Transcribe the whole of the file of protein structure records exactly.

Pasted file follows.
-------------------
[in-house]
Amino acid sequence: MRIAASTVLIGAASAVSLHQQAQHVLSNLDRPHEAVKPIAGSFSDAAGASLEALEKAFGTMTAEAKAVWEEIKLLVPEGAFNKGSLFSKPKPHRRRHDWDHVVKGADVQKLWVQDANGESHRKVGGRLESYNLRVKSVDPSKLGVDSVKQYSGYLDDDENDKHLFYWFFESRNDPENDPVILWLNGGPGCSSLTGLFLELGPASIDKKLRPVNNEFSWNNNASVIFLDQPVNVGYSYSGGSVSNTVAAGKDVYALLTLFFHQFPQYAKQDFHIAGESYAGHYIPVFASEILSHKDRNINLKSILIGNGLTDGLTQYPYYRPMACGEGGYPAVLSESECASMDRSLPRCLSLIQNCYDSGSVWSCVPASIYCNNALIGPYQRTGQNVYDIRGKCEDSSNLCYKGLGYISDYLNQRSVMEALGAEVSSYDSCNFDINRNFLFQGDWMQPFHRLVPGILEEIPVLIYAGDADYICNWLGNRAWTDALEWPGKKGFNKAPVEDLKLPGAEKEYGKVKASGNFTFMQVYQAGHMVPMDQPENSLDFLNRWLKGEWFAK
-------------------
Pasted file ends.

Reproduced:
[in-house]
Amino acid sequence: MRIAASTVLIGAASAVSLHQQAQHVLSNLDRPHEAVKPIAGSFSDAAGASLEALEKAFGTMTAEAKAVWEEIKLLVPEGAFNKGSLFSKPKPHRRRHDWDHVVKGADVQKLWVQDANGESHRKVGGRLESYNLRVKSVDPSKLGVDSVKQYSGYLDDDENDKHLFYWFFESRNDPENDPVILWLNGGPGCSSLTGLFLELGPASIDKKLRPVNNEFSWNNNASVIFLDQPVNVGYSYSGGSVSNTVAAGKDVYALLTLFFHQFPQYAKQDFHIAGESYAGHYIPVFASEILSHKDRNINLKSILIGNGLTDGLTQYPYYRPMACGEGGYPAVLSESECASMDRSLPRCLSLIQNCYDSGSVWSCVPASIYCNNALIGPYQRTGQNVYDIRGKCEDSSNLCYKGLGYISDYLNQRSVMEALGAEVSSYDSCNFDINRNFLFQGDWMQPFHRLVPGILEEIPVLIYAGDADYICNWLGNRAWTDALEWPGKKGFNKAPVEDLKLPGAEKEYGKVKASGNFTFMQVYQAGHMVPMDQPENSLDFLNRWLKGEWFAK